Recent reports have shown that about 40 percent of Division I men's basketball players transfer before their junior years. Jeff Goodman of CBSSports.com has compiled a 2012 transfer list that includes more than 425 players. A St. Louis Post-Dispatch report cited NCAA data showing more than 400 players have transferred each of the three previous offseasons as well.
"You look at how many kids are transferring," Tennessee assistant coach Kent Williams said. "Sometimes it's coaches not being happy with the player. Sometimes the player's not happy with the university or the staff he's playing for. When you have a better feel for everything going into it, you can make a better decision on where you're going to school and we can make a better decision on whether this is the type of personality or kid we want in our program.''
Williams pointed out other ways in which the current restrictions have caused problems.
Sure, a prospect can still call a coach as often as he wants. But if the coach has already made his one call per month or his two calls per week, he can't return the call. That means he has to pick up his phone whenever that recruit calls him, no matter the situation.
"I might be sitting at home having dinner with my family and a kid's calling me, and I know I can't turn around and call him back because I've already called him this month," Williams said. "I've got to take that phone call. Or if you're in the middle of a meeting, you have to take the kid's phone call because you can't call him back. This [rule change] eliminates that."
Williams also noted that he's run into trouble under the current restrictions when a prospect called seeking directions during a recruiting trip. If the call went to voice mail, Williams couldn't call the prospect back or text him the information.
"So you're just waiting for him to call you back," Williams said.
There's no doubt this rule change benefits the coaches. But what does it mean for the prospects themselves? How much will they get bothered by the constant calls and texts? And what can they do about it?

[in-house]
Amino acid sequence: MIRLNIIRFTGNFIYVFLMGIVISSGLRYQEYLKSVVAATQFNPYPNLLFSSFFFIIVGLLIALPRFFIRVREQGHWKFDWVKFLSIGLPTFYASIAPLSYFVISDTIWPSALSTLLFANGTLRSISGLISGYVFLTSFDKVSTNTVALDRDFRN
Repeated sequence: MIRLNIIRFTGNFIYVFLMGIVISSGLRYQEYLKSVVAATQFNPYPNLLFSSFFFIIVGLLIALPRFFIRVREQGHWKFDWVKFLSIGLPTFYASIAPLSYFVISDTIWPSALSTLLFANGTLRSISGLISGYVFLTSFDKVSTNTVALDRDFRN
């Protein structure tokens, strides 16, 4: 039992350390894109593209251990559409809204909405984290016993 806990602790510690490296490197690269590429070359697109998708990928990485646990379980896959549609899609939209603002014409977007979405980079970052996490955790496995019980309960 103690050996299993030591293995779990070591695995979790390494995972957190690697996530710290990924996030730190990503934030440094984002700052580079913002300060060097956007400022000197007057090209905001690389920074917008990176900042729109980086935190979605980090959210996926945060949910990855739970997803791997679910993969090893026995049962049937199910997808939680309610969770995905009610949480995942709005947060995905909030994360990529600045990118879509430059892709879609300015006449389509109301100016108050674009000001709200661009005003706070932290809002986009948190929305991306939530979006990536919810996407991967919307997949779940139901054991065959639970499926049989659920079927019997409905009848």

"I tell my guys [that] you control the recruiting process, you're the one in charge,'' said Mouth of Wilson (Va.) Oak Hill Academy coach Steve Smith, whose team topped the RivalsHigh 100 national rankings this season. "It's not the other way around. You call the shots. If you want to limit contact, tell them or you tell me and I'll tell them. If you want to limit their calls, fine. ... They're going to do whatever you tell them to do because they want you and you're one of their top recruits.''
Gordon plans to take that approach.
"The coaches who call me, I'll just let them know a person like myself doesn't need to be called and reminded of the benefits of a school," Gordon said. "I don't need to be reminded every single week.''
And even if the NCAA won't have any limits on phone calls or texts anymore, nothing's stopping each recruit from setting up his own ground rules.
Rice said that if his 14-year-old son developed into a blue-chip prospect, he might set up particular times in which coaches were allowed to talk to him. For instance, perhaps coaches would only be permitted to call from 7 to 9 p.m. on weeknights. He also would ask his kid to narrow his list of potential schools down to a workable number before the process got out of hand.
But at least for the short term, prospects simply may be tempted to silence their phones as much as possible.
"They can pick and choose which [calls] to accept," said Henderson (Nev.) Findlay Prep coach Michael Peck, whose team finished second in the RivalsHigh 100 national rankings this season. "With the others, they hit the ignore button. Or else they just shut their phone down. It becomes a little bit more annoying. They might change their numbers a little more frequently."
Eventually, coaches will get the hint.
"I think that it's going to be kind of crazy at first, but once things settle down a little bit, coaches will realize which kids are interested and which are not interested," Loyola (Md.) assistant coach G.G. Smith said. "If you text a kid or call a kid and he doesn't call you back after the fifth or sixth time, he's probably not interested, so you go to the next kid."